Signs of too little phosphorus:
- Weakened bones
- Changes in appetite
- Numbness and tingling
- Changes in weight
- Trouble concentrating
Signs of too much phosphorus:
- Having too much phosphorus is more of a problem than having too little
- Lower levels of calcium absorbed into your body
- Vitamin D synthesis may be impaired
- Imbalance of essential minerals that regulate blood pressure and circulation
If you have AFS, phosphorus may be necessary for balancing hormones naturally and assisting in providing energy for your body. A deficit in phosphorus with AFS would add to the cascade of hormones that can become imbalanced.
This essential nutrient element, along with sodium, helps you maintain normal blood pressure. It helps regulate nutrients getting into your cells and preserves the alkalinity of body fluids. The metabolism of proteins and carbohydrates depend on potassium. It helps regulate calcium and phosphorus in the building of healthy bones. Potassium plays a major role in converting glucose to glycogen for storage of energy.
Signs of too much potassium:
- Breathing problems
- Chest pain
Signs of too little potassium:
- Too little potassium may be life threatening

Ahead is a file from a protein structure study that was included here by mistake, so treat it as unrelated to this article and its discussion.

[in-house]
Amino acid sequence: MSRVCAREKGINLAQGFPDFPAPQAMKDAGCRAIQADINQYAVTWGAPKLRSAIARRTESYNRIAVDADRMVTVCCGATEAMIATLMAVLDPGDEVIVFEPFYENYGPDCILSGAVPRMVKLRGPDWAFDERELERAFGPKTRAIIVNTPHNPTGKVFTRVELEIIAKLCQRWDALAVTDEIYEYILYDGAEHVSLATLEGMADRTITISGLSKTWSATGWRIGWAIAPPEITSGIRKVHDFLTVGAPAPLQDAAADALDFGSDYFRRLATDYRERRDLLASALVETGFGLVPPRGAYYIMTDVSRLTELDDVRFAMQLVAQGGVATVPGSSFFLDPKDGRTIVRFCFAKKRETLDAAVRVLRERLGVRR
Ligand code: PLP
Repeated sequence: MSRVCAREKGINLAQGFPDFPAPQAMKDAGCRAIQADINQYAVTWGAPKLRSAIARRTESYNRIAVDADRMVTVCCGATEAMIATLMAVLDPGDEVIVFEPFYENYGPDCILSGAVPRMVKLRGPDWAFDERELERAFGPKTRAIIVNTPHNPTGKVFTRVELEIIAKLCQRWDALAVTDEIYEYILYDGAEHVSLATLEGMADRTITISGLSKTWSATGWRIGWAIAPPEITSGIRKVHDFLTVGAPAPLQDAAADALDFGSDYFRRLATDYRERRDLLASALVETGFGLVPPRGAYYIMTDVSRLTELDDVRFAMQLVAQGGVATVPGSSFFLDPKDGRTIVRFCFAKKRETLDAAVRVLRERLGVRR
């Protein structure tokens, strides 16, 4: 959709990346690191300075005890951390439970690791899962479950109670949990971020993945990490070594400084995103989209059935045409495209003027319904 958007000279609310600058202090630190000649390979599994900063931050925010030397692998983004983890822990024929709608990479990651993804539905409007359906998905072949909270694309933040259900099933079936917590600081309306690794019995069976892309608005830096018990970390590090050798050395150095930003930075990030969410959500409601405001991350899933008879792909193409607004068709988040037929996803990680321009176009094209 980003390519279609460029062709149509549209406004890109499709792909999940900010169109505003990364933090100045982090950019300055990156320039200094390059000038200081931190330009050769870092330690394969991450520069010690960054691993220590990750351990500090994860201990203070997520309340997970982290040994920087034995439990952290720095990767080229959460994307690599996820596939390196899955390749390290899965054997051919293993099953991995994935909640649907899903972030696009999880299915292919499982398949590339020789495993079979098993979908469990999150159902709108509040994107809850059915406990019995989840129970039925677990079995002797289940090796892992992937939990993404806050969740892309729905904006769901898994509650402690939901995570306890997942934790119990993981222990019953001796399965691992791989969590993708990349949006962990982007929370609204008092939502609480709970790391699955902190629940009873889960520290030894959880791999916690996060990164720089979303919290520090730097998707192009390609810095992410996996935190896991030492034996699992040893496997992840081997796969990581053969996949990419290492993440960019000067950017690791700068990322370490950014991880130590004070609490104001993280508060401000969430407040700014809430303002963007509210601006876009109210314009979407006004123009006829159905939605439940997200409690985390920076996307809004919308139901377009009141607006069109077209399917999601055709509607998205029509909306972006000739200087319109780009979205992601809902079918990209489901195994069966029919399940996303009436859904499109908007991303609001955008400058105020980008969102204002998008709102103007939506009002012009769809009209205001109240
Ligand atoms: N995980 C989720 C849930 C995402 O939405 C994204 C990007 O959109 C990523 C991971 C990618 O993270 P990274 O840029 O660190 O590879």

- No energy
- Glucose intolerance
- Mental apathy
Aldosterone is a controlling hormone for sodium and thus indirectly regulates potassium because sodium and potassium are opposing nutrients. With increasing potassium levels, the adrenals secrete more aldosterone, which leads the kidneys to secrete more potassium and retain sodium. Chronically high potassium stresses the adrenals. Most with AFS already have normal or high normal potassium and low sodium level clinically though blood level may be normal.
Potassium supplements are generally not recommended.
This nutrient is beneficial as an antioxidant and in increasing thyroid and adrenal functioning. It also plays a role in your immune system’s functioning. It appears to have some benefit as a way of detoxifying your body of mercury.